Kevin Kuchta doesn’t have a position on the Homewood-Flossmoor water polo team.
Because when you’re as good as the Vikings senior, it’s hard to pick just one.
“He’s our utility man; we can use him anywhere in the pool,” Homewood-Flossmoor coach Tim Caldwell said. “It’s a real advantage for us because Kevin can drive, shoot outside, play the two-meter offense … he’s just a multitalented, multifaceted player.”
With just 10 players making up the Viking squad this season, Kuchta’s ability to man all positions has at times solved depth issues. The 17-year-old standout has even been known to play goalkeeper when he’s found himself in foul trouble.
“[Playing all positions] is something I take pride in,” Kuchta said. “I understand that we’ve had a younger, smaller team over my last two seasons, so I do my best to lead these guys and do so from everywhere in the pool.”
And while the lack of a specific position might hinder some, Kuchta has managed to produce for the 4-4 Vikings. His 25 goals lead the team, and the 2012 Associated Press second-team all-stater also leads the team in assists, steals and blocks.
But for a kid who has given so much from a statistical standpoint, his biggest contributions can’t be tallied in a stat book.
“Sometimes when you watch Kevin, he’s like a pinball bouncing around in the pool trying to clean up other kids’ messes,” Caldwell said. “And he’s doing that because he’s out there trying to help and teach his teammates on the go.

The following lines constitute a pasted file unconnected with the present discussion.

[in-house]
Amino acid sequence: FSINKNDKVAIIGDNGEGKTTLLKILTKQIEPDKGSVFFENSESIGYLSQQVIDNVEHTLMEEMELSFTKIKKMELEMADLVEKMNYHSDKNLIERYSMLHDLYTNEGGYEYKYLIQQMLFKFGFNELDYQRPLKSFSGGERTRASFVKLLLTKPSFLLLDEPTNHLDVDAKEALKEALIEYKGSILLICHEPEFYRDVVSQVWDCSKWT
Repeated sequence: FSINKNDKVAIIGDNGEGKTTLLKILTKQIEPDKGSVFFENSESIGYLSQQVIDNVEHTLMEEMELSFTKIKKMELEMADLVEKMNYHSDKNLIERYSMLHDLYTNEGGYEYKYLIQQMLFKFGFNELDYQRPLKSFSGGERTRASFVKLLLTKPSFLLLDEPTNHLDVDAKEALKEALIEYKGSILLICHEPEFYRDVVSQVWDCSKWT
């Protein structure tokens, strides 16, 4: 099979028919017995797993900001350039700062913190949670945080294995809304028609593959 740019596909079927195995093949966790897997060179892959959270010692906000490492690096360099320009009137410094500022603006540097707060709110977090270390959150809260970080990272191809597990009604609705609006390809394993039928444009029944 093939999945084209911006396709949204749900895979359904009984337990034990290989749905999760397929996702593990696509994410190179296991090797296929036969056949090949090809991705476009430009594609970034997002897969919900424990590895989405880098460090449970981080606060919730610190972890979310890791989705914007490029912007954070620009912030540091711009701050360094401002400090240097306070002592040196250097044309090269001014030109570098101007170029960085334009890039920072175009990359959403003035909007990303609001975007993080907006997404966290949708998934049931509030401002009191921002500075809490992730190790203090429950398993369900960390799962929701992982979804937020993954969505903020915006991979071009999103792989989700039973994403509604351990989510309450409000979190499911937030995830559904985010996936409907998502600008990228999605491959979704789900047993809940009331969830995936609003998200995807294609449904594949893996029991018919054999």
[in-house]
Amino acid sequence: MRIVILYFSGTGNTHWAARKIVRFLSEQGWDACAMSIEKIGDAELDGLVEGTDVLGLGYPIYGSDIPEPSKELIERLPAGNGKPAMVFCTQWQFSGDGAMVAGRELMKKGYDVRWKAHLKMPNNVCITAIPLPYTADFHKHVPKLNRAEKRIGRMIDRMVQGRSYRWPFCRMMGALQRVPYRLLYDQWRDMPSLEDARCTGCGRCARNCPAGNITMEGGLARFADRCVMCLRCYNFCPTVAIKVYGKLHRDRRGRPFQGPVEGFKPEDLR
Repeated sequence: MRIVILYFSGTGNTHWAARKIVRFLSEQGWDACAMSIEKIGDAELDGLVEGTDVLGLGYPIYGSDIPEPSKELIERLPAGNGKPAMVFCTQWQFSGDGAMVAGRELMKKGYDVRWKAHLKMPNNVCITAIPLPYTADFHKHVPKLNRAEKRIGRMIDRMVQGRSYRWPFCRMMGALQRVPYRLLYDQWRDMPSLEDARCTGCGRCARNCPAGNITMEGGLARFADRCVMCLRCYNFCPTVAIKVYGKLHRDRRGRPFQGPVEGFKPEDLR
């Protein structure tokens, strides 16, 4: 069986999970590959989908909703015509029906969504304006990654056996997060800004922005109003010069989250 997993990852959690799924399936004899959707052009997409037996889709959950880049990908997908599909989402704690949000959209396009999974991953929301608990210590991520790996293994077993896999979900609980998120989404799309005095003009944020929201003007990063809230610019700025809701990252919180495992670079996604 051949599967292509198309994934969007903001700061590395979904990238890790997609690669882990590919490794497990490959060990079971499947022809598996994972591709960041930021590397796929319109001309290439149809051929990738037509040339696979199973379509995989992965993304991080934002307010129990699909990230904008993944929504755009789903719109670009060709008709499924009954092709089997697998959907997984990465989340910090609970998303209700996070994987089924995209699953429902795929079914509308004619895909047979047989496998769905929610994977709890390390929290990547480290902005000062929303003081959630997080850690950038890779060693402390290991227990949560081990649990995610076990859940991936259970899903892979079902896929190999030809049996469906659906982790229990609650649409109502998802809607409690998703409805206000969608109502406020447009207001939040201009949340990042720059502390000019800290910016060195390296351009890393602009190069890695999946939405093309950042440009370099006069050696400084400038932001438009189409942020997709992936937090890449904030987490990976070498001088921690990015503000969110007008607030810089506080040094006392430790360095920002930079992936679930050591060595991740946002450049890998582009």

“He cares about wins and losses just as much, if not more, than the next kid, but he wants his teammates to grow and improve just as badly.”
And when Kuchta gives a lesson, his teammates listen.
“A majority of the players on this team are freshmen and sophomores, so we have a lot of kids who are on the brink of good things,” Kuchta said. “And a lot of times, you can see these kids taking the advice and instruction that I’m giving them and apply it in games and help the team because of it.”
And improving as a team is Kuchta’s ultimate goal this spring, even if it means giving up the individual accolades he has become so accustomed to.
“The personal awards are great, and they’re great for my individual confidence, but they don’t do much for the team as a whole,” Kuchta added. “The team comes first. I could finish the year last on the team in every stat and be fine with it, because if I can help get this team to state, that’s when I’ll feel like I’ve done my real job.”